One or two coal-oil lanterns always hung by the side door. The pail and string mops have significance. During a windstorm fine particles of sand and dust would come through the smallest of cracks. After a big blow there was always the chore of swabbing the place down.
The pipe protruding from the roof was a support for the radio antenna wire. The battery-powered radio was a source of news and entertainment. The resonant voice of Lowell Thomas reported the events of the war. “Fibber McGee and Molly” and “Amos and Andy” gave us mirth and laughter. “I Love a Mystery,” led us on thrilling adventures limited only by our own imaginations. On this radio I first heard Gene Autry’s “Back in the Saddle Again” and Eddy Arnold singing Tex Owen’s “The Cattle Call.”
With an old guitar I tried mightily to imitate Gene. My harried mother finally banished me to the outdoors. Taking refuge on the seat of the John Deere tractor, I plunked away for hours. I never succeeded in making a recognizable sound. After awhile the old guitar mysteriously disappeared.
Only the lower part of the small tower for the Delco wind-driven charger is visible in the picture. Anchored on top of the dormer, the wind-powered generator charged wet cell storage batteries located in the attic. They in turn furnished six volt, direct current electricity to the radio and to one lone light bulb on the ceiling of the kitchen. The batteries had to be serviced periodically. How do I remember the apparatus was six volt? Because, when the wind stopped and the storage batteries ran down, my father took the battery from the old Model A Ford and ran the radio from that battery.
The fact that the storage batteries in the attic had to be checked regularly led me into one of several close calls during an active childhood. My father went up the ladder and into the dormer to check the water level in the storage batteries. An adventuresome family cat followed him up the ladder and hid in the attic. My father left, closing the dormer door. A few hours later the cat put up a howl to be rescued. My mother told me to go open the dormer door and let the cat out. As I opened the door, a gust of wind caught the door and it knocked me off the roof. I fell headfirst onto the step below, breaking a board. When I regained consciousness, I was stretched out on a bed with my anxious parents hovering over me. They took me to Dr. Peck’s office in St. Francis, and after an examination he pronounced that he could find nothing wrong. However, I carried one shoulder down for several years, finally growing out of it.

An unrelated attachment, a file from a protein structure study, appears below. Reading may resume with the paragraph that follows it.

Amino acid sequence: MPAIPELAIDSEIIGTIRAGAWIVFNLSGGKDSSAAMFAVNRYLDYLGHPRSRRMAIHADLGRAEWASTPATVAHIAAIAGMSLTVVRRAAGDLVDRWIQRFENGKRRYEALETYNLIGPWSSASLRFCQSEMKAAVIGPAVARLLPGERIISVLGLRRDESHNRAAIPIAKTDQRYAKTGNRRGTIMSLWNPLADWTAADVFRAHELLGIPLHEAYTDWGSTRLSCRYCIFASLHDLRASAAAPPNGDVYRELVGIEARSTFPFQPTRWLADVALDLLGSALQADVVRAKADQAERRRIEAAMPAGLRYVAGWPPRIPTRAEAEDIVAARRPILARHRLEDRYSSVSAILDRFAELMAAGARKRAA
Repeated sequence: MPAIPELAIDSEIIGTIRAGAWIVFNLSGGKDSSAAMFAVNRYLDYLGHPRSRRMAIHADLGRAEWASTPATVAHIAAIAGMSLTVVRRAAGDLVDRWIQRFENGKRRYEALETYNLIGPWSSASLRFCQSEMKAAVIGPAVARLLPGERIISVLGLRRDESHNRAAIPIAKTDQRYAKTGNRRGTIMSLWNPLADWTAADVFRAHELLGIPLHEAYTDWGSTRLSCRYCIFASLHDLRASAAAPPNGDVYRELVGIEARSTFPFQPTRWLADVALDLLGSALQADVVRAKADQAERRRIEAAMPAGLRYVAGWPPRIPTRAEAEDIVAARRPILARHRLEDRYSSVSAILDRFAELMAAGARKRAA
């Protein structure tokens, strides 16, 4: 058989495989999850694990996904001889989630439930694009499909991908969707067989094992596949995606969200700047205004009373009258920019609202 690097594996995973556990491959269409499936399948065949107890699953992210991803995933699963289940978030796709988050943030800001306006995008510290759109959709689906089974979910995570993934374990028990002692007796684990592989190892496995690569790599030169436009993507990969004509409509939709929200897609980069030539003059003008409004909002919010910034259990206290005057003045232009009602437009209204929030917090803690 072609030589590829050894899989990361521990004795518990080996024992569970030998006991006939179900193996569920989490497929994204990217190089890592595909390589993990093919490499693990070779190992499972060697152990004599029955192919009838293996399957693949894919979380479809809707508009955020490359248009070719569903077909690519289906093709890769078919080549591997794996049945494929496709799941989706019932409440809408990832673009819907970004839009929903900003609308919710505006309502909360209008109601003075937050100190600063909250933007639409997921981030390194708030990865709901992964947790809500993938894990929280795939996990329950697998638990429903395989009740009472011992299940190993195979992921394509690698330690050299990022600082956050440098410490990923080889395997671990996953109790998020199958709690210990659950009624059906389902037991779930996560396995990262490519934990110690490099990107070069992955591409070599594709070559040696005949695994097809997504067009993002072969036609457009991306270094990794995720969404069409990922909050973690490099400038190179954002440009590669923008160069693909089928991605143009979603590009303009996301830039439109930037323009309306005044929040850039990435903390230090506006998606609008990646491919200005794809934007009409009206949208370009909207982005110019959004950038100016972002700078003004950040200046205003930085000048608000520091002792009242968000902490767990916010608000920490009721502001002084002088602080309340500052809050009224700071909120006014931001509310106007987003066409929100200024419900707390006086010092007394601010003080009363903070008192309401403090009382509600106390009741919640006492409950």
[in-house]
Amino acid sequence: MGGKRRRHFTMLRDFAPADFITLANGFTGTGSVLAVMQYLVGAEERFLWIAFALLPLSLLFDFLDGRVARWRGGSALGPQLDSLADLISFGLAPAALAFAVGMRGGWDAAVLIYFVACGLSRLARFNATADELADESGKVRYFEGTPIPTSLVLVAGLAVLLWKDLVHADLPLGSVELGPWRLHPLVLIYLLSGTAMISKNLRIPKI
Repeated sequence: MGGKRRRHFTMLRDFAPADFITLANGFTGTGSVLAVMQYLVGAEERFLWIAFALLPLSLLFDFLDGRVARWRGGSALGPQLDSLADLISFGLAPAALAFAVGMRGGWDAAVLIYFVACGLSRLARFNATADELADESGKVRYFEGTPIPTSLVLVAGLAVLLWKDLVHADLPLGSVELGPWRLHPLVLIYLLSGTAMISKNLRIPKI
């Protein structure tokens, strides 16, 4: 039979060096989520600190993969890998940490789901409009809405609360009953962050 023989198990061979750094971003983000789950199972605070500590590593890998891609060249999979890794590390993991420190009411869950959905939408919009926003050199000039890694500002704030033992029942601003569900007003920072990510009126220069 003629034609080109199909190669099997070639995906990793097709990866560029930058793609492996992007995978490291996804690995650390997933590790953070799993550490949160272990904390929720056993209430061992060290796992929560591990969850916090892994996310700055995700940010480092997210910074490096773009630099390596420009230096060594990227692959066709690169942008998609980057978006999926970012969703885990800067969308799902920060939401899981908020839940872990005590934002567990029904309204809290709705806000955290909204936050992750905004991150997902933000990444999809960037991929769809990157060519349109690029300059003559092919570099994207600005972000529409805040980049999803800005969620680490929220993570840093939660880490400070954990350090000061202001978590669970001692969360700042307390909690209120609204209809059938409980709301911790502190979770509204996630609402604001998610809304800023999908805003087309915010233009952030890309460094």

It was about that time that my grandfather Cole started calling me “Toughie.” He was already calling my travel-prone older brother “Bigfoot.” Not long before the fall from the roof, a horse I was riding fell when an embankment caved off. I threw myself to the side, but the horse rolled on over me. The old high back saddle kept the horse’s weight off me (a few inches back or forward and I would not be here telling this story). The horse got up. I got up, pulled myself back into the saddle, and went about business as usual.
Getting on a horse was a chore for a kid. I could not reach the stirrup with my foot… My brother buckled a harness strap through the fork of the pommel and left it hanging so I could get ahold of it and pull up. Once up, I could not reach the stirrups from the top side either. My father finally bought me a youth saddle. Once I had that saddle, life was better.
My brother Wayne “Bigfoot,” was the cowboy among us. He was an irresponsible, happy-go-lucky teenager. Wayne started running away from home when he was fifteen. As he explained, “just to see what was on the other side of the hill.” Finally the folks just let him come and go as he wanted. He wanted to be a cowboy, and eventually he did work on several ranches in Nebraska, Colorado, and even in Florida.
There was almost a ten year gap between Wayne and me. The folks had lost an eight-year-old girl ten days after I was born. She evidently died after a long illness from what we now call polio. My mother had her hands full with an inquisitive, overactive youngster and a runaway teen. She often said her worry was that I tried or would try to do every thing my older brother did. And I did, but I never ran away. I accepted responsibility early and stayed with it. Subsequently, my work has let me do many things and taken me to some amazing places. The adventure stories our Tennessee-born, Texas/New Mexico-homesteader grandfather told us no doubt influenced “Bigfoot” and “Toughie,” but in different ways.
A windmill in the corner of the barn lot pumped water to two large stock tanks. It was my job to switch the pipe from a full tank to the empty one. One full tank had to be held in reserve at all times. In my mind’s ear I still hear the kee-lunk, kee-lunk of the pumping wind mill. That sound is a heritage of the Plains born.